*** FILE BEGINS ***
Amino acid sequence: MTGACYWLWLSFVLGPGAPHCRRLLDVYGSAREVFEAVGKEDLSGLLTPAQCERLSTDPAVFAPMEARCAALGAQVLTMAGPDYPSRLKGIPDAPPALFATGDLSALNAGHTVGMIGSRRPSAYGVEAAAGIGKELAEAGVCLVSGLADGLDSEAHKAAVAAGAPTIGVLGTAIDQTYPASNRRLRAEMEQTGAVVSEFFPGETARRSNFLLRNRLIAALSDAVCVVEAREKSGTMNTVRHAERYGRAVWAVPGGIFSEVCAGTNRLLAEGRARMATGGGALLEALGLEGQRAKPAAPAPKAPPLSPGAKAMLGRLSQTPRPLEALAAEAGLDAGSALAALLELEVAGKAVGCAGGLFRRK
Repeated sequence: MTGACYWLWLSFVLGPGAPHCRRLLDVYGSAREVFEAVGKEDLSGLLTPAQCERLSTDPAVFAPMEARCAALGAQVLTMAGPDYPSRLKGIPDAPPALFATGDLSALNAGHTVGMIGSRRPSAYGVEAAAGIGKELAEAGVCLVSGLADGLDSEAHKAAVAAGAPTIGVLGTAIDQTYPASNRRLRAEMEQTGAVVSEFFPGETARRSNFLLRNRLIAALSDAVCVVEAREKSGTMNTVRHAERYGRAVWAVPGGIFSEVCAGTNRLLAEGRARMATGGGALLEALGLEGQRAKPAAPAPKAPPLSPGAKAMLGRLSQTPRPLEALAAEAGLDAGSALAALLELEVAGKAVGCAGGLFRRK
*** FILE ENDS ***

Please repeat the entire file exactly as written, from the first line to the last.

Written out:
Amino acid sequence: MTGACYWLWLSFVLGPGAPHCRRLLDVYGSAREVFEAVGKEDLSGLLTPAQCERLSTDPAVFAPMEARCAALGAQVLTMAGPDYPSRLKGIPDAPPALFATGDLSALNAGHTVGMIGSRRPSAYGVEAAAGIGKELAEAGVCLVSGLADGLDSEAHKAAVAAGAPTIGVLGTAIDQTYPASNRRLRAEMEQTGAVVSEFFPGETARRSNFLLRNRLIAALSDAVCVVEAREKSGTMNTVRHAERYGRAVWAVPGGIFSEVCAGTNRLLAEGRARMATGGGALLEALGLEGQRAKPAAPAPKAPPLSPGAKAMLGRLSQTPRPLEALAAEAGLDAGSALAALLELEVAGKAVGCAGGLFRRK
Repeated sequence: MTGACYWLWLSFVLGPGAPHCRRLLDVYGSAREVFEAVGKEDLSGLLTPAQCERLSTDPAVFAPMEARCAALGAQVLTMAGPDYPSRLKGIPDAPPALFATGDLSALNAGHTVGMIGSRRPSAYGVEAAAGIGKELAEAGVCLVSGLADGLDSEAHKAAVAAGAPTIGVLGTAIDQTYPASNRRLRAEMEQTGAVVSEFFPGETARRSNFLLRNRLIAALSDAVCVVEAREKSGTMNTVRHAERYGRAVWAVPGGIFSEVCAGTNRLLAEGRARMATGGGALLEALGLEGQRAKPAAPAPKAPPLSPGAKAMLGRLSQTPRPLEALAAEAGLDAGSALAALLELEVAGKAVGCAGGLFRRK